Thursday, February 18, 2016

The Fox News Effect: Wagging the Dog or the Other Way Around?

It's been part of my creed that Fox News is having a deleterious effect on our national conversations. But is it, instead, a depository of broken dreams?

This guy opens his yap, and bullshit comes out. But should we care?

I just may be wrong about this. My assumption has always been that Rush Limbaugh and the rest of conservative talk radio, along with Fox News and Fox Business News, have poisoned the minds of our body politic, damaging what used to be a reasonably civil dialogue and turning our political life into an endless fetid swamp.

I have no research or links to send you to, but at least I want to draw a line here against my own possibly false assumptions. What's brought this on has been my growing realization that what was "wrong" with our country has been wrong for a long, long time. It's only coming out from the shadows into the light of national exposure.

Here's a picture, gruesome as it is, that gets to the heart of what I mean:

This was once considered a great Friday night. What's changed?

Obviously Fox News didn't have an effect on lynching. It wasn't around then. But the sensibilities that led to lynching back in the day -- not that long ago -- are alive and well in much of the country today.

Realizing that has spun my head around. Rush Limbaugh didn't invent hate, he's merely channeling it, as is Glenn Beck, Bill O'Reilly, and Sean Hannity. I'm beginning to think that Fox and conservative radio draw viewers and listeners into their sphere not by creating new right-wing reactionaries but by giving the same old bastards a new place to hang.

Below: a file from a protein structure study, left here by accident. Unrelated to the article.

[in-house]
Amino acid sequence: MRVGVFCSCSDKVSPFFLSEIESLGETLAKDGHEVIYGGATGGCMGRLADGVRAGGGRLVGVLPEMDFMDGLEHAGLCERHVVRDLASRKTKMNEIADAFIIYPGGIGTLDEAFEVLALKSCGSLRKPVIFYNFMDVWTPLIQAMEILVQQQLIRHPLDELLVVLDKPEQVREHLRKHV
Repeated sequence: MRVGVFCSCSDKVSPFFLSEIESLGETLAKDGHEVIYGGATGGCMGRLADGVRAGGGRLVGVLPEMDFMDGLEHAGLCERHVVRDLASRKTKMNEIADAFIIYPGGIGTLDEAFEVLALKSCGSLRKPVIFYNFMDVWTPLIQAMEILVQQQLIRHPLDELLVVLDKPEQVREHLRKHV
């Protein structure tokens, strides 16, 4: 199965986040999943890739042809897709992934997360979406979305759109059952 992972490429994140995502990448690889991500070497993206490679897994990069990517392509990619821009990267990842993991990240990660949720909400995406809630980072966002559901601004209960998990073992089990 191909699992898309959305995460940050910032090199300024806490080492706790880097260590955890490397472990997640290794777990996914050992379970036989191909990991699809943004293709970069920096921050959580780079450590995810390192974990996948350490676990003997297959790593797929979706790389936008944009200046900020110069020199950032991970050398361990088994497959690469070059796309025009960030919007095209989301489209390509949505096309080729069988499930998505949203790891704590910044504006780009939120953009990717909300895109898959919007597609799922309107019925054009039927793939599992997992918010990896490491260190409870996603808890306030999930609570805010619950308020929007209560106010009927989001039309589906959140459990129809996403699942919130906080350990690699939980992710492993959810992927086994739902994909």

As shocking as it seems that there are so many reactionaries that Fox News is easily the highest rated cable news outfit on the air, the reason for this is that once they had a place to call home, they flocked there. Yes, there were always this many white people who resented "the other," whether black, Latino, or poor, white trash. Now they just have a cozy place to flop.

We spotted this crowd at the end of George W. Bush's presidency: They were the 28% that still had a favorable view of him.

There are a number of systemic reasons that today's brand of Republicanism appears, especially during midterm elections, to be on the ascendancy, but it doesn't mean they're on the rise. They're just standing around and shouting at the same place and time.

They used to be called lynchings. Now we call them Trump rallies. And if you think I'm being unfair to Donald Trump, you haven't looked at his audiences.

Just about says it all.

Not a nice thing to say, but where am I wrong?

A final point: I'm not sure that this is a forever thing. I don't believe that a "Whites Only, No Colored" party can keep its grip on power, especially because its message to minorities is pretty much fuck you. And it's message to women is we control your bodies, you don't. Not a forever winning hand. At some point shit stops working. I can't wait.

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